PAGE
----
A Terror Management Theory of Social Behavior: The Psychological Functions of Self-Esteem and Cultural Worldviews

Sheldon Solomon, Jeff Greenberg, Tom Pyszczynski

Research output: Contribution to journalArticlepeer-review

799 Scopus citations

Abstract

This chapter deals with terror management theory that attempts to contribute to the understanding of social behavior by focusing on the essential being and circumstance of the human animal. The theory posits that all human motives are ultimately derived from a biologically based instinct for self-preservation. Relative equanimity in the face of these existential realities is possible through the creation and maintenance of culture, which serves to minimize the terror by providing a shared symbolic context that imbues the universe with order, meaning, stability, and permanence. The theory provides a theoretical link between superficially unrelated substantive areas, and focuses on one particular motive that makes it distinctly human and, unfortunately, distinctly destructive. Theories serve a variety of equally important functions, all of which are oriented towards improving the ability to think about and understand the subject matter of discipline. The chapter discusses the dual-component cultural anxiety buffer: worldview and self-esteem, the development and functioning of the cultural anxiety buffer for the individual, and a terror management analysis of social behavior in great detail.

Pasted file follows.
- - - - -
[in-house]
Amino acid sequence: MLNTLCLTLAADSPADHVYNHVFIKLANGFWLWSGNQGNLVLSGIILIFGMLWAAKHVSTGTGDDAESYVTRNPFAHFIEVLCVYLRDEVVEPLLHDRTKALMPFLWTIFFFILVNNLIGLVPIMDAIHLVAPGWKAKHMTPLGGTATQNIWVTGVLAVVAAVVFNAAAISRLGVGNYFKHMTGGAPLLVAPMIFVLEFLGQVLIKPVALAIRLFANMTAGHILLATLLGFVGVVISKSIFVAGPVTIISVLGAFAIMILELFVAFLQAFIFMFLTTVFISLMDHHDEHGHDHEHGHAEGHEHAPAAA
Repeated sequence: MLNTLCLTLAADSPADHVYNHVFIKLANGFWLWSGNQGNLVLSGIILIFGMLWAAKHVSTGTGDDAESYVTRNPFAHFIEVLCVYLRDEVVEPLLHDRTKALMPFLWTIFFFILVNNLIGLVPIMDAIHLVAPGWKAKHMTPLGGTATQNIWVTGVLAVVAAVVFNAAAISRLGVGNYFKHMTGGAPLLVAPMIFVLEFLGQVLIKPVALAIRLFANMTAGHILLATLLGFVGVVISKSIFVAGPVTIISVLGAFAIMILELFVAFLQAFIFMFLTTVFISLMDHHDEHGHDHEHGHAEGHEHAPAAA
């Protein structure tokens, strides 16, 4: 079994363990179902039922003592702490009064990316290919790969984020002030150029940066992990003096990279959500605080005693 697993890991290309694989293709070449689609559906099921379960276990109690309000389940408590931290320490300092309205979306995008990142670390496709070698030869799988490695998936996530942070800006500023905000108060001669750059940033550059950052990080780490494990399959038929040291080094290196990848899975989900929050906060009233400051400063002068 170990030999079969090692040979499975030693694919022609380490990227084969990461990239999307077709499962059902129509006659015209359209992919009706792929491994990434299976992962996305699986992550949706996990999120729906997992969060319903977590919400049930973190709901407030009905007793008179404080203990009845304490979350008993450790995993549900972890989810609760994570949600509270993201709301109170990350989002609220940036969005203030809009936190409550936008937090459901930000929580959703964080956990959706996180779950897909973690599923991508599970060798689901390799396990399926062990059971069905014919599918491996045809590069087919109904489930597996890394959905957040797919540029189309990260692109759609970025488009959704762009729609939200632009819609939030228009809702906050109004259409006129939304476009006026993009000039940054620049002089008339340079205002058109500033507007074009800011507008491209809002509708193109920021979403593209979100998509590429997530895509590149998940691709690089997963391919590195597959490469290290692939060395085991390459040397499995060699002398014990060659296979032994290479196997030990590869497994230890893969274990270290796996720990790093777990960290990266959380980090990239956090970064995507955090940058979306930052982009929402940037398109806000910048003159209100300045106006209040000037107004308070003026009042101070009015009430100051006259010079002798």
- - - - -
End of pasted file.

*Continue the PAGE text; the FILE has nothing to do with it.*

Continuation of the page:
Original languageEnglish (US)
Pages (from-to)93-159
Number of pages67
JournalAdvances in Experimental Social Psychology
Volume24
Issue numberC
DOIs
StatePublished - Jan 1 1991
Externally publishedYes

ASJC Scopus subject areas

  • Social Psychology

Fingerprint Dive into the research topics of 'A Terror Management Theory of Social Behavior: The Psychological Functions of Self-Esteem and Cultural Worldviews'. Together they form a unique fingerprint.

Cite this